remarkable and I am glad I had the occasion to chat with you and go over some
of that. By any slim chance, do you happen to remember the architect that your
father may have used?
GT: Yes. The original architect
was a person named Leonard Johnson who was on the mezzanine floor of the Hamm
Building and he was, in those days, in the late 40's, early 50's, he was an old
timer. The original builder of most of the buildings all through the 50's was
a fella named George Andreen, who had his own construction company, and he did
all the construction for my father all through the 50's, I believe until the addition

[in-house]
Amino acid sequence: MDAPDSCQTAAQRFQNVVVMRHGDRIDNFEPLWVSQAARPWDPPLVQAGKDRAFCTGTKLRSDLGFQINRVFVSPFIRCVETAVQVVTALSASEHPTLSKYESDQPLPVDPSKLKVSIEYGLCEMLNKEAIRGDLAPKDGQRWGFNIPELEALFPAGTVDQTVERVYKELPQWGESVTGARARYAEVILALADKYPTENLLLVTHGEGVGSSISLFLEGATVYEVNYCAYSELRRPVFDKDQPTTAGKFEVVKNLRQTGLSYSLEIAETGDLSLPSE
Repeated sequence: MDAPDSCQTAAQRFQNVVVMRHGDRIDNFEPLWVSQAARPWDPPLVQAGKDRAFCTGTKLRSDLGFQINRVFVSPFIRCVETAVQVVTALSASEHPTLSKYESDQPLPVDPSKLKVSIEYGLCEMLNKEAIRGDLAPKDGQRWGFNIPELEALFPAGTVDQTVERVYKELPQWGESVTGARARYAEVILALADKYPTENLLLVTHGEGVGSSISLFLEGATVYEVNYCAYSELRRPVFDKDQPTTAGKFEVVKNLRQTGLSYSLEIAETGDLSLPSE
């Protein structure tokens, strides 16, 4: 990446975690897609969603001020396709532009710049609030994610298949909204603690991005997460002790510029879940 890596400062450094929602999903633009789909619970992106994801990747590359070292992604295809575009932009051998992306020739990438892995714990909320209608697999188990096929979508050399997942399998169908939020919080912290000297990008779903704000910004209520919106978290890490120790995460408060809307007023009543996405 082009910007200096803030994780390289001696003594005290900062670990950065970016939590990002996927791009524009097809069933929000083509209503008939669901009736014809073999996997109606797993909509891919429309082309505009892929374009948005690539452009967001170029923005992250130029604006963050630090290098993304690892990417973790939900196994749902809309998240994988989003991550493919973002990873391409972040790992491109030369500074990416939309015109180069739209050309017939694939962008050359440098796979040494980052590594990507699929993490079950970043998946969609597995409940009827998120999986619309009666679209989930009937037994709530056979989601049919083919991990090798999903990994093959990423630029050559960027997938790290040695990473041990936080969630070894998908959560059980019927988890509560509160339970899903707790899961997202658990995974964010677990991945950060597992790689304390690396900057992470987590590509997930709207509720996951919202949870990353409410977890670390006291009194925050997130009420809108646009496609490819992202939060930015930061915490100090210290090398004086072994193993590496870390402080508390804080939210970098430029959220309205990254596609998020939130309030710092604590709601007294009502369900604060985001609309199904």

onto the Hafner Bowling Alley.
BM: Gary, do you
know how your father started with this particular location and this idea for a
strip mall, which was a relatively new building type? First of all, I mean, we
had progressed post war to this type of setback retail with the parking in front
and this must have been one of the first examples of that. Do you know how that
all came about?
GT: Yes. He bought, through his
friend Roland Thompson; he bought forty acres of a grassy field on the southeast
corner of White Bear and Larpenteur through Clap Thompson, which was a real estate
company. It was then platted whereby Clap Thompson sold off house lots east of
Craig Place, which happens to be my brother's middle name, and
and surprisingly enough, even in those days, my dad and Roland Thompson reserved
enough land directly to the east or behind the stores that were going to be built,
for rear parking, for rear loading and unloading and the possibility of shoppers